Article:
As stated in High Country News:
Those findings matter because of the potential damage to human health, property, and the economy. Planning and taking steps to address these inevitable disasters cuts long-term costs, reduces impacts and ensures states and communities can more quickly rebound from losses, rather than continue to write big checks post-disaster. Read More
Interested in participating in a nationwide community that is tracking weather and ecological changes? iSeeChange could be just the outlet. iSeeChange is an environmental reporting platform combining citizen science, participatory public media, and satellite and sensor monitoring of environmental conditions.
The iSeeChange initiative synchronizes local citizen climate reports with satellite data Combining these two perspectives—a global view of the earth from space and a granular view from individuals on the ground—offers an unprecedented opportunity to match big science with daily life, and surface hidden patterns and stories.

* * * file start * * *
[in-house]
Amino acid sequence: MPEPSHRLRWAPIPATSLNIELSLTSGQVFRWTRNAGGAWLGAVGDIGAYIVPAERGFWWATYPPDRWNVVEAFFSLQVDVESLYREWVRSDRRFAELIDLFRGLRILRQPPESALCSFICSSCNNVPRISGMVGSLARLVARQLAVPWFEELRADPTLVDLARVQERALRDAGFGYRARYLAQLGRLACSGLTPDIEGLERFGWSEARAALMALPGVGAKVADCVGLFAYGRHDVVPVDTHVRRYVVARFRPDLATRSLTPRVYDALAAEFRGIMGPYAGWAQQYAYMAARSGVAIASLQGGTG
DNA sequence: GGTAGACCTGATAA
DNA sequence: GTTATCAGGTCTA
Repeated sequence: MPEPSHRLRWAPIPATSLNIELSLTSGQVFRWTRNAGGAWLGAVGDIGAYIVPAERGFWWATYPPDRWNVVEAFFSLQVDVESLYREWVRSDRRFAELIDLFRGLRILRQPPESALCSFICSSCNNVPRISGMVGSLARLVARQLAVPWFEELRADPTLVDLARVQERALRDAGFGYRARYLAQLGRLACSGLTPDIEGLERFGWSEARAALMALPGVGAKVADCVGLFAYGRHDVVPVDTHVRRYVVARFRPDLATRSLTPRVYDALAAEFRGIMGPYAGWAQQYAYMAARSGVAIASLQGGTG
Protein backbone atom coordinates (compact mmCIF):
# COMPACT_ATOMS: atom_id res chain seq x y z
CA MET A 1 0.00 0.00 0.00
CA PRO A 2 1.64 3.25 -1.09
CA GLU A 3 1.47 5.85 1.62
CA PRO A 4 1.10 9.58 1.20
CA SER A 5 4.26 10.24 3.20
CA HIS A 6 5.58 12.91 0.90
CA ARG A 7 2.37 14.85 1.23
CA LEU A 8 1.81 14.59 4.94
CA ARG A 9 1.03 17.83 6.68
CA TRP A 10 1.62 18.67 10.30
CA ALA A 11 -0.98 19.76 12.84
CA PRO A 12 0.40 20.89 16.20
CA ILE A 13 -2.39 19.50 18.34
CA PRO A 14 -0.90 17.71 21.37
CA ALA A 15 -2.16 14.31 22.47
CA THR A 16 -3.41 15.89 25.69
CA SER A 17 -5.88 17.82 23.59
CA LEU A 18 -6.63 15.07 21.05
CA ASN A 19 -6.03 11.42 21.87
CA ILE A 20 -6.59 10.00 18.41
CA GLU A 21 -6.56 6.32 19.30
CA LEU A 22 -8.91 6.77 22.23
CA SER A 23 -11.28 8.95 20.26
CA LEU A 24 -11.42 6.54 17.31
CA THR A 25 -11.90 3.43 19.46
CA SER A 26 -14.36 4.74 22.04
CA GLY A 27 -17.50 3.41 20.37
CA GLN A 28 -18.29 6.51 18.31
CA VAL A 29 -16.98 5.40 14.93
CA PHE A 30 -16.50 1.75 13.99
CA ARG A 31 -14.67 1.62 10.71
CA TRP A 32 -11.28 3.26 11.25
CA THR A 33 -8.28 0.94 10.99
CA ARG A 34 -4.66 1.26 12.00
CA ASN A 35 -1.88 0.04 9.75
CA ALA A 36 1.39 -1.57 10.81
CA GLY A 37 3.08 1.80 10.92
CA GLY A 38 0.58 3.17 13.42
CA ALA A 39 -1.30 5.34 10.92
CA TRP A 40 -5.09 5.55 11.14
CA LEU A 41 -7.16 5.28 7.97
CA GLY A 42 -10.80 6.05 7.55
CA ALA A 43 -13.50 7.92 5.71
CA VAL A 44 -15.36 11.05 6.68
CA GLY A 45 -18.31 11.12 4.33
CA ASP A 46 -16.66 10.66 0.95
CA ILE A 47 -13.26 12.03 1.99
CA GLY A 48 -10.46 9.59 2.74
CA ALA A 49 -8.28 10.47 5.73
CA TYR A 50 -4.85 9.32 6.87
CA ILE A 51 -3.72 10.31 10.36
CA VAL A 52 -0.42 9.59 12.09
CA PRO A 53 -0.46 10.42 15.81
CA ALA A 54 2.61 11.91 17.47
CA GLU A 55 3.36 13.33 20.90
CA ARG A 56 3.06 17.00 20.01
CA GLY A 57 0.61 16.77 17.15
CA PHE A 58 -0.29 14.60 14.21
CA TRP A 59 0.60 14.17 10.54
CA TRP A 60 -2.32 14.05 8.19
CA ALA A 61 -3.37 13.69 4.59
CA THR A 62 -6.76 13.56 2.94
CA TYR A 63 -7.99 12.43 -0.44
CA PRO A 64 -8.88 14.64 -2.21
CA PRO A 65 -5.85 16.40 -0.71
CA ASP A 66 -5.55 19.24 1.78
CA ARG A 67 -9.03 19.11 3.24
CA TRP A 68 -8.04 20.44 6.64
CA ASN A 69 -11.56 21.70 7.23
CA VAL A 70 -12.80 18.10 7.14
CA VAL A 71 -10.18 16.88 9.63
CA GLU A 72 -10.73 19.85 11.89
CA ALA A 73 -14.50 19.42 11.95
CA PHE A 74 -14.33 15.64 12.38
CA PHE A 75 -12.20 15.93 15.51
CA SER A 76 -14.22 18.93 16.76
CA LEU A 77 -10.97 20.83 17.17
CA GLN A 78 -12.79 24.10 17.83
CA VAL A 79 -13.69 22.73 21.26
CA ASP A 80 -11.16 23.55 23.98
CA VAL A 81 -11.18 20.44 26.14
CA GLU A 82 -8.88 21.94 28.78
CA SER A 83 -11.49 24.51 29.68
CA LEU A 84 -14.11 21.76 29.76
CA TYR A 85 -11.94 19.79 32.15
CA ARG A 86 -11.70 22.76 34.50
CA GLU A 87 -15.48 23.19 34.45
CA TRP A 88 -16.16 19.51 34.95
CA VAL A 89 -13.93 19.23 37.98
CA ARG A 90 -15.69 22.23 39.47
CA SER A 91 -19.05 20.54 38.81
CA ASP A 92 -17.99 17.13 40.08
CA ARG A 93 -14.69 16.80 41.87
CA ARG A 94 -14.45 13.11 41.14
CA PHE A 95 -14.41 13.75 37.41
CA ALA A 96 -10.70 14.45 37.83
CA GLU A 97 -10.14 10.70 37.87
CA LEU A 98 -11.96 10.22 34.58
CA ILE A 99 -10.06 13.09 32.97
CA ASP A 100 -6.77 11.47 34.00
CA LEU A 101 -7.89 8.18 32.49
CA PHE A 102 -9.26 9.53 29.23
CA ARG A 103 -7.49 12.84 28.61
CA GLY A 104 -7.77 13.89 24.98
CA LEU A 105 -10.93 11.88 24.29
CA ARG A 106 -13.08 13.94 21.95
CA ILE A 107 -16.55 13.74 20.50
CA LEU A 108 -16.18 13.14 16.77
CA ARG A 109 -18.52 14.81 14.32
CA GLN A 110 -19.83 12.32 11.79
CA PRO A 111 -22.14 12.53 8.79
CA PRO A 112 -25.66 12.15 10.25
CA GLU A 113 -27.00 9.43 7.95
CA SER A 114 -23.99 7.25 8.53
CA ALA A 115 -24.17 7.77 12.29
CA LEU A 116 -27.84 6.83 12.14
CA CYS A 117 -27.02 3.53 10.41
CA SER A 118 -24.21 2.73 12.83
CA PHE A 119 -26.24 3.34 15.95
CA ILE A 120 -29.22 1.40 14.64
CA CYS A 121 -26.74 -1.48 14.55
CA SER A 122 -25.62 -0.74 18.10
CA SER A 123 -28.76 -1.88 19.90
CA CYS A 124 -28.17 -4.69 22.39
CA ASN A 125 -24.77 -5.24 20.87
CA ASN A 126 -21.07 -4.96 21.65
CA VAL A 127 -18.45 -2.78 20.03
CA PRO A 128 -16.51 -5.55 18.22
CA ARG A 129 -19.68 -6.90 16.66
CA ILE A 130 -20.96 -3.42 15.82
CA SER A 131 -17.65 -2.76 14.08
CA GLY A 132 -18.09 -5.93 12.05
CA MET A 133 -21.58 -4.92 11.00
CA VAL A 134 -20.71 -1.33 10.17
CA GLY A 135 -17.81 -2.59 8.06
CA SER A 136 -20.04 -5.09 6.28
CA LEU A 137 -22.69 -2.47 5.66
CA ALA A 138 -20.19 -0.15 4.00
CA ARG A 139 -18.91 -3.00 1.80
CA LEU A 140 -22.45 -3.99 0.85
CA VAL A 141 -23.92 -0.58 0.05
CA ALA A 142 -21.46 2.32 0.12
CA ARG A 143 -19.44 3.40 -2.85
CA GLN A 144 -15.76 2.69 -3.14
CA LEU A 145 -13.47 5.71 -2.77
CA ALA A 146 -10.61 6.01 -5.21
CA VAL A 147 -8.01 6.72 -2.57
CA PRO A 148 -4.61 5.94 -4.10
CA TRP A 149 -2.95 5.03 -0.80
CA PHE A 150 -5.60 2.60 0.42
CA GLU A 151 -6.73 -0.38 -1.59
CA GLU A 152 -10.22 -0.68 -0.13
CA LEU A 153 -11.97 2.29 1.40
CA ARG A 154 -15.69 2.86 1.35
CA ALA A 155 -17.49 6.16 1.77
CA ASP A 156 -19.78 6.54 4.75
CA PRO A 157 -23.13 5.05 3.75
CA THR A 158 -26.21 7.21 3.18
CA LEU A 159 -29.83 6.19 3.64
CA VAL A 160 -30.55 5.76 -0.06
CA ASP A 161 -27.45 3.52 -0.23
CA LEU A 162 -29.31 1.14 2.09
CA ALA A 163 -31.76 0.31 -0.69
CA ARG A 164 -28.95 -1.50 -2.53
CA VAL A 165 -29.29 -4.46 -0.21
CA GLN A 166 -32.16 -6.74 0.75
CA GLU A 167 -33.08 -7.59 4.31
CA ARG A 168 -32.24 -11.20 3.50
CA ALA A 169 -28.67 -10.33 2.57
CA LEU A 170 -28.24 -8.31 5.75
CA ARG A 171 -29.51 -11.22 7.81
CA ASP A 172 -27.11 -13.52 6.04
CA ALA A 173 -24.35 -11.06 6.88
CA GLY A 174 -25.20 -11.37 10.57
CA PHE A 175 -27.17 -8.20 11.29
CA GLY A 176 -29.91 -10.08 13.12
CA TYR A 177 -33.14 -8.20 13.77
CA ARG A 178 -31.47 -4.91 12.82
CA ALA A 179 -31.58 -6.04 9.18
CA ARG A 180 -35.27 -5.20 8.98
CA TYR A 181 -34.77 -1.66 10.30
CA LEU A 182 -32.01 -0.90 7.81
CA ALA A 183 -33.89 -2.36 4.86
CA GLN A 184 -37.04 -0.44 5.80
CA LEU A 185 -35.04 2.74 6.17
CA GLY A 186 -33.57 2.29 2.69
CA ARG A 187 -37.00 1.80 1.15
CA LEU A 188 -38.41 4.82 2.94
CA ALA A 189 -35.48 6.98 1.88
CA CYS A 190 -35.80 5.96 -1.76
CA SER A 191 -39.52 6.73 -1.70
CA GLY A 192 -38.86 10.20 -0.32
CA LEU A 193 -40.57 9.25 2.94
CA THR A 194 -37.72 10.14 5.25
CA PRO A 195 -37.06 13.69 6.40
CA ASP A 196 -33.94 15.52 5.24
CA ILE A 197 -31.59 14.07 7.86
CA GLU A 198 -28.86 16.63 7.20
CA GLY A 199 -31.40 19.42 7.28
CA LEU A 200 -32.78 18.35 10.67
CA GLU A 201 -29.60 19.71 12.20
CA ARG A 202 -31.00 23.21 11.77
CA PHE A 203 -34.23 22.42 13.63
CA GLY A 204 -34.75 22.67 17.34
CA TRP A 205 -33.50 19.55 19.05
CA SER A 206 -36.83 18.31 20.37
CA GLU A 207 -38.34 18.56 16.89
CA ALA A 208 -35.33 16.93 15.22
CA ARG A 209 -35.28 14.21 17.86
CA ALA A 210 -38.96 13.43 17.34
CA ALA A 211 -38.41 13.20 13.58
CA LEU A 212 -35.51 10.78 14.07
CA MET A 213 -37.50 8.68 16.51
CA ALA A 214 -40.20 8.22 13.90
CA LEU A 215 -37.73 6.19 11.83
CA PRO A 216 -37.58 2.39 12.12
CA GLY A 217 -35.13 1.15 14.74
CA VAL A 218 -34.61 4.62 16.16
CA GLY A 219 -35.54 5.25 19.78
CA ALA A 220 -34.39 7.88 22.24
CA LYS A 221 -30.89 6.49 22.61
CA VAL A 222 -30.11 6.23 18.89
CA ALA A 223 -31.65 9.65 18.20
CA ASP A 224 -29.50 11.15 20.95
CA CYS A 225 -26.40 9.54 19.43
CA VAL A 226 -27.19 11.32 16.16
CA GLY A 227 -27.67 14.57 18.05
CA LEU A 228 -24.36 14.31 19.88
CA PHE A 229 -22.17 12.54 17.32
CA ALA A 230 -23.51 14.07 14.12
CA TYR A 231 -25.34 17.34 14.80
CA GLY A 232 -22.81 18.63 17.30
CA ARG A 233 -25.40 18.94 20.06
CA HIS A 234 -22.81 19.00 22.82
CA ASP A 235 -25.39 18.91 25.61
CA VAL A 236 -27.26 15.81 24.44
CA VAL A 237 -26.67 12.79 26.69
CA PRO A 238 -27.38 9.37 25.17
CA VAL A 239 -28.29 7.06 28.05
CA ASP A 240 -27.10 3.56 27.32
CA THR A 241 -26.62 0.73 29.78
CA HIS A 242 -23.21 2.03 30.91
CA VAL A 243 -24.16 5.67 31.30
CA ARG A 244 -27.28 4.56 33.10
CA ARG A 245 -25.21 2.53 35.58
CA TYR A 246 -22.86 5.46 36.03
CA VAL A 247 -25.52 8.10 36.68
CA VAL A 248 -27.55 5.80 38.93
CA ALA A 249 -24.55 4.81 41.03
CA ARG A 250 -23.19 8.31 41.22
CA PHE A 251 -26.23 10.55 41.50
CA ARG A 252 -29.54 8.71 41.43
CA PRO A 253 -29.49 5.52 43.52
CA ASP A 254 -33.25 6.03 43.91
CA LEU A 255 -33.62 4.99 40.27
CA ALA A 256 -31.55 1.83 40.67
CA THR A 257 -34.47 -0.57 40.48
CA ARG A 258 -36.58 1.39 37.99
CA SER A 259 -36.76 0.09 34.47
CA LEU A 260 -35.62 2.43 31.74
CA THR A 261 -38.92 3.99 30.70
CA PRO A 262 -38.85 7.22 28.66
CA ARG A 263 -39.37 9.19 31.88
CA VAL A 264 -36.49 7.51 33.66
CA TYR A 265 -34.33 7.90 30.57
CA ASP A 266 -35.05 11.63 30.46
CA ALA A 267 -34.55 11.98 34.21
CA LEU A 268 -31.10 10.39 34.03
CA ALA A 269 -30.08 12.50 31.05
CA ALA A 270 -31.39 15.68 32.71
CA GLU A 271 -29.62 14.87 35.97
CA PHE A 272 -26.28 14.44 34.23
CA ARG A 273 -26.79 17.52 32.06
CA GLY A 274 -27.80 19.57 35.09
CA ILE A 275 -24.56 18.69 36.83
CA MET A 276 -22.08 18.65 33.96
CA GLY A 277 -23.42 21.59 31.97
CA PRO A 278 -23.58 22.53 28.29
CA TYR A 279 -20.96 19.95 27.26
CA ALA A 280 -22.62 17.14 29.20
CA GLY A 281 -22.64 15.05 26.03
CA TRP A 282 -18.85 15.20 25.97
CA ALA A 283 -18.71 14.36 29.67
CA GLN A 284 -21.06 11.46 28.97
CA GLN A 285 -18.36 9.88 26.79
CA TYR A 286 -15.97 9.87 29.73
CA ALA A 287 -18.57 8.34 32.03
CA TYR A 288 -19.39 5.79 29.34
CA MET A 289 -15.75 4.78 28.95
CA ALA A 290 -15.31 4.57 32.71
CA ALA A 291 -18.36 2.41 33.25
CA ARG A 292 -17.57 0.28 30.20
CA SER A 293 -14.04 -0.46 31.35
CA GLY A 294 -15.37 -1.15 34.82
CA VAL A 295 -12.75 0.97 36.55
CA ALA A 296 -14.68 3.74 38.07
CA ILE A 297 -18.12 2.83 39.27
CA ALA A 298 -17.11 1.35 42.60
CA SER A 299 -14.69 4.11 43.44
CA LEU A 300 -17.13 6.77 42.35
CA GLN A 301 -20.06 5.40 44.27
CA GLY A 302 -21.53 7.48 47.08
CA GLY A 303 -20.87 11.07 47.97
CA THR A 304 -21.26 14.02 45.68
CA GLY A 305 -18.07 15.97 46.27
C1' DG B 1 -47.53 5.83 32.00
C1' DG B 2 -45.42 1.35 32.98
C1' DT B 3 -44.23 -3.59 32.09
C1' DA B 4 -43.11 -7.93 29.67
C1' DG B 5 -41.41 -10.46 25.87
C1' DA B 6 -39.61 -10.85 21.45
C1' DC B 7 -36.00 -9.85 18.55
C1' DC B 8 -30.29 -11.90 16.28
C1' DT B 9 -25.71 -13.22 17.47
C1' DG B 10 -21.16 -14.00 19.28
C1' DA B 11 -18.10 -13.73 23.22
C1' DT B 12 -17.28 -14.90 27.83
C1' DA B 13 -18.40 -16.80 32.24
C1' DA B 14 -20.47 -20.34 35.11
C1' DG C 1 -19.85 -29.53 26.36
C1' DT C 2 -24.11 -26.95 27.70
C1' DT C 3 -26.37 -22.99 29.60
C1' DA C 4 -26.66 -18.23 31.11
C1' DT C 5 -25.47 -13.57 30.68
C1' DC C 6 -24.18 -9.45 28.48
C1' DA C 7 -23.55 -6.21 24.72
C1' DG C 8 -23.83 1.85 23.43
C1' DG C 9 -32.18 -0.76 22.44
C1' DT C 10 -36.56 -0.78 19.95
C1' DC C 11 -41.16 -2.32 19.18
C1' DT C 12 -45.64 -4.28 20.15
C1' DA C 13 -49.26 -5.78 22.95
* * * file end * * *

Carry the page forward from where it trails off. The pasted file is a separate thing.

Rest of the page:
According to the St. George News, after 8 years of planning, Utah’s first functioning utility-sized solar power plant is now up and running in Parowan, UT.
“Investors, developers and government officials from across the globe and Utah gathered to celebrate the completion of the project with food, music and tours of the facility — despite threats of storm clouds on the horizon.
‘This is a pioneering project,” Scatec Solar North America Luigi Resta said. “We did open up a market and it should have positive benefits for many of the counties and the communities with both job creation, new tax benefits and ultimately, hopefully, at low avoided cost prices of (energy).’”
See the full story, here.
Pandora Thomas is a passionate global citizen who works as a teacher, writer, designer and speaker. Her writing includes “Shades of Green” for individuals wanting to teach green building to youth. Pandora co-founded Earthseed Consulting LLC, a holistic consulting firm whose work expands the opportunities for sustainable living for diverse communities. Her current projects include the Black Permaculture Network, Pathways to Resilience – a permaculture and social entrepreneur training program for men returning home after incarceration – and working with Toyota to design the Toyota Green Initiative, which supports African Americans in understanding the benefits of adopting sustainable lifestyles.